Tuesday, June 4, 2013

Focusing On The Wrong Problem

For those people not in the Republican Party, and not aligned with its machinery, the problems their party is having and the solutions to fix many of those problems seem incredibly obvious, based on simple facts.

The troubles facing the GOP seem as clear to us as the news that came out three weeks ago, from the National Transportation Safety Board, that states should reduce the legal blood-alcohol level from 0.08 to 0.05 because doing so would save lives. Indeed, the basic facts do agree - lower blood alcohol levels have already saved lives in other nations where a lower level has been tried. Most people already know that driving buzzed is still dangerous, even though far too many do it anyway. So the solution seems simple.

However, if you think merely lowering the blood-alcohol level by itself, without any other measures, will significantly decrease all vehicle accidents, then you haven't thought the problem all the way through. What about all the crashes that happen because of a driver texting while sober?

In a similar way, while a flood of data continues to come out about what the Republican Party is doing wrong, if all that political pundits are doing is looking at the headlines from that data, their recommendations on how to fix the GOP will likely crash and burn.

From the study by College Republicans of why fewer and fewer young Americans are voting Republican, to the latest Gallup poll on age and sexual orientation, time and again the solution for what ails the GOP seems to be simple to those on the outside. The Republican Governor of Louisiana, Bobby Jindal, even made it clear, at the beginning of this year, that he and others also know the outsider's proposed solution for the GOP: "We've got to stop being the stupid party."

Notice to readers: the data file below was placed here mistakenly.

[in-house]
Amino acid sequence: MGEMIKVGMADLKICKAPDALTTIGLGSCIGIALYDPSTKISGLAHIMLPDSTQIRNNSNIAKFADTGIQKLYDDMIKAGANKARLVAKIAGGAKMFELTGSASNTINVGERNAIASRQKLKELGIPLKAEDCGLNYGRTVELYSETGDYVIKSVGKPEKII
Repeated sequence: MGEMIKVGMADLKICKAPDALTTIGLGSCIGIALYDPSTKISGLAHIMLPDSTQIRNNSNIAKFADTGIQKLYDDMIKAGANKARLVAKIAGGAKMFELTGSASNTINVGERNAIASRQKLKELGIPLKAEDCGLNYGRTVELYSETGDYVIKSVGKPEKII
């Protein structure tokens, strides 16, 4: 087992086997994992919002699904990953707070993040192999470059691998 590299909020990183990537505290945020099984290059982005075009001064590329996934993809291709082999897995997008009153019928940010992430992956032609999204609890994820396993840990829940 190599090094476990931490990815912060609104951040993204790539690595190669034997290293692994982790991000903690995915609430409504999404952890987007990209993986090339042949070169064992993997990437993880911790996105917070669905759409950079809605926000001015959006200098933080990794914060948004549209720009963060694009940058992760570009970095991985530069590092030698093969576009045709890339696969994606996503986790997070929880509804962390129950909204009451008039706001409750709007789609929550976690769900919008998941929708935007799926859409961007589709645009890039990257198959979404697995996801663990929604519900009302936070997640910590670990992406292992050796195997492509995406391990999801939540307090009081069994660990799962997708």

Greg Sargent's advice to Congressional Republicans on how to prevent Democrat Harry Reid from using the nuclear option in the Senate echos that simple solution: "If Republicans don’t want Democrats to exercise the nuclear option and do away with the filibuster on executive branch and judicial nominations… drop the endless, unprecedented obstruction of those nominations."

We agree 100 percent with Greg and others that say that first step seems both logical and easy - but we admit, we're not trying to reform the Republican Party from the inside.

The concept of "conservative reform" has been tackled shrewdly by Mr. Sargent, and others lately, including Jonathan Chait, who recently wrote this brilliant note of truth: "In the long run, the resolution to nearly every policy problem [facing the U.S.] depends on the GOP refashioning itself as a normal, non-pathological party."

As one of those conservative reporters, Josh Barro, notes in his new column at Business Insider, the problem is that anyone who is trying to change the Republican Party - including reformists like David Frum and Barro himself - can't get certain others in his political party to actually LISTEN to their advice. Even on simple issues, like the myriad scandals Americans don't care about, GOP elders like Lindsay Graham and John McCain are obviously trying to shut down the destructive scandalmania. Yet right-wing bombthrowers like Ted Cruz and Darrell Issa continue their self-destructive ways, intent on doing everything but listening to either their elders or the GOP reformists.

As we noted earlier with the idea of lowering the blood alcohol level, the solutions for fixing problems may seem simple, at first.

However, as Barro, Frum, and the small handful of Republican reformers on the right are reminding the rest of us, those people who believe a simple solution can fix a complex problem aren't looking at the whole picture.